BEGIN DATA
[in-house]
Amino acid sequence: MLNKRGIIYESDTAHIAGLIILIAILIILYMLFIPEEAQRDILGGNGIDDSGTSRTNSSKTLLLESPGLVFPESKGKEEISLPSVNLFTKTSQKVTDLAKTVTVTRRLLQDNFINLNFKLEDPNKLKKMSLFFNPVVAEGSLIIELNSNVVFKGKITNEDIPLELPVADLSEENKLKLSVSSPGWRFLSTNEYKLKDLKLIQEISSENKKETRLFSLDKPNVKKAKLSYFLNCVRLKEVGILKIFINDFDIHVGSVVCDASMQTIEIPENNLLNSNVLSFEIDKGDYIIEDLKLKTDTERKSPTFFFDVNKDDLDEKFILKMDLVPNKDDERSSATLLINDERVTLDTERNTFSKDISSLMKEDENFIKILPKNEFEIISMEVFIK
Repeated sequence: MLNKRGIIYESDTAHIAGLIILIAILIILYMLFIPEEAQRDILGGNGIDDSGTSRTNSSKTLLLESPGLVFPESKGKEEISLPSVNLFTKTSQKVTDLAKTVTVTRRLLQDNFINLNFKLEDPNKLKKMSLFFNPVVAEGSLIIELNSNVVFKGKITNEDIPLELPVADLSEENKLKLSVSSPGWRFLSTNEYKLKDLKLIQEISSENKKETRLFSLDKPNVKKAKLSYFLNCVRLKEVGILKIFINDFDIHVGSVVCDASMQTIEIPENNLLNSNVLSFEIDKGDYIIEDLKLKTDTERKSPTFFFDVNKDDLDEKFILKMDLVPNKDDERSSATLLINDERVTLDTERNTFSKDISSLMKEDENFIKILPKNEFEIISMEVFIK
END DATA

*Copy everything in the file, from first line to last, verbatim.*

[in-house]
Amino acid sequence: MLNKRGIIYESDTAHIAGLIILIAILIILYMLFIPEEAQRDILGGNGIDDSGTSRTNSSKTLLLESPGLVFPESKGKEEISLPSVNLFTKTSQKVTDLAKTVTVTRRLLQDNFINLNFKLEDPNKLKKMSLFFNPVVAEGSLIIELNSNVVFKGKITNEDIPLELPVADLSEENKLKLSVSSPGWRFLSTNEYKLKDLKLIQEISSENKKETRLFSLDKPNVKKAKLSYFLNCVRLKEVGILKIFINDFDIHVGSVVCDASMQTIEIPENNLLNSNVLSFEIDKGDYIIEDLKLKTDTERKSPTFFFDVNKDDLDEKFILKMDLVPNKDDERSSATLLINDERVTLDTERNTFSKDISSLMKEDENFIKILPKNEFEIISMEVFIK
Repeated sequence: MLNKRGIIYESDTAHIAGLIILIAILIILYMLFIPEEAQRDILGGNGIDDSGTSRTNSSKTLLLESPGLVFPESKGKEEISLPSVNLFTKTSQKVTDLAKTVTVTRRLLQDNFINLNFKLEDPNKLKKMSLFFNPVVAEGSLIIELNSNVVFKGKITNEDIPLELPVADLSEENKLKLSVSSPGWRFLSTNEYKLKDLKLIQEISSENKKETRLFSLDKPNVKKAKLSYFLNCVRLKEVGILKIFINDFDIHVGSVVCDASMQTIEIPENNLLNSNVLSFEIDKGDYIIEDLKLKTDTERKSPTFFFDVNKDDLDEKFILKMDLVPNKDDERSSATLLINDERVTLDTERNTFSKDISSLMKEDENFIKILPKNEFEIISMEVFIK